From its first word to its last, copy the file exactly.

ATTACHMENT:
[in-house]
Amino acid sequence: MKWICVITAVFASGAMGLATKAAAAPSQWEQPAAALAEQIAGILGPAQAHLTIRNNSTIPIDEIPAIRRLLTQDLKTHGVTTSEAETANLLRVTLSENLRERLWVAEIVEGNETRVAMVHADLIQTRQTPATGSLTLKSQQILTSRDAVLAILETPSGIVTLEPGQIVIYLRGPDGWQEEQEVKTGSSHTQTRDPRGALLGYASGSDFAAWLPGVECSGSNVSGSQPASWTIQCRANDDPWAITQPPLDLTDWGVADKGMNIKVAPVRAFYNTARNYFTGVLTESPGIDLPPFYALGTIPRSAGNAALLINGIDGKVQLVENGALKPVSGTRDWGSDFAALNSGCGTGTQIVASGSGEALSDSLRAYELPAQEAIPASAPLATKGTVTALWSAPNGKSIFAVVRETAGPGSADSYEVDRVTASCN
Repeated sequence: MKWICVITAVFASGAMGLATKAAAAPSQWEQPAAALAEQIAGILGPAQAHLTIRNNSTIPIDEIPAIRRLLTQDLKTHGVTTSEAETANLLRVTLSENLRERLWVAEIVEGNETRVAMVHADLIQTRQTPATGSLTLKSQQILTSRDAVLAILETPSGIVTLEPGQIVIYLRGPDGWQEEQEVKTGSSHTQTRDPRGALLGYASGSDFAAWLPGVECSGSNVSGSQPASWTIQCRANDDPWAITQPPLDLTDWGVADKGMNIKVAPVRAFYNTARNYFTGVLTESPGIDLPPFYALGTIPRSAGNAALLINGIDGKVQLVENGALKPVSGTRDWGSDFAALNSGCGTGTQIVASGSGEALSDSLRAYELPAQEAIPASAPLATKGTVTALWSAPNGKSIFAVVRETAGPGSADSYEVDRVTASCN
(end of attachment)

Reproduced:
[in-house]
Amino acid sequence: MKWICVITAVFASGAMGLATKAAAAPSQWEQPAAALAEQIAGILGPAQAHLTIRNNSTIPIDEIPAIRRLLTQDLKTHGVTTSEAETANLLRVTLSENLRERLWVAEIVEGNETRVAMVHADLIQTRQTPATGSLTLKSQQILTSRDAVLAILETPSGIVTLEPGQIVIYLRGPDGWQEEQEVKTGSSHTQTRDPRGALLGYASGSDFAAWLPGVECSGSNVSGSQPASWTIQCRANDDPWAITQPPLDLTDWGVADKGMNIKVAPVRAFYNTARNYFTGVLTESPGIDLPPFYALGTIPRSAGNAALLINGIDGKVQLVENGALKPVSGTRDWGSDFAALNSGCGTGTQIVASGSGEALSDSLRAYELPAQEAIPASAPLATKGTVTALWSAPNGKSIFAVVRETAGPGSADSYEVDRVTASCN
Repeated sequence: MKWICVITAVFASGAMGLATKAAAAPSQWEQPAAALAEQIAGILGPAQAHLTIRNNSTIPIDEIPAIRRLLTQDLKTHGVTTSEAETANLLRVTLSENLRERLWVAEIVEGNETRVAMVHADLIQTRQTPATGSLTLKSQQILTSRDAVLAILETPSGIVTLEPGQIVIYLRGPDGWQEEQEVKTGSSHTQTRDPRGALLGYASGSDFAAWLPGVECSGSNVSGSQPASWTIQCRANDDPWAITQPPLDLTDWGVADKGMNIKVAPVRAFYNTARNYFTGVLTESPGIDLPPFYALGTIPRSAGNAALLINGIDGKVQLVENGALKPVSGTRDWGSDFAALNSGCGTGTQIVASGSGEALSDSLRAYELPAQEAIPASAPLATKGTVTALWSAPNGKSIFAVVRETAGPGSADSYEVDRVTASCN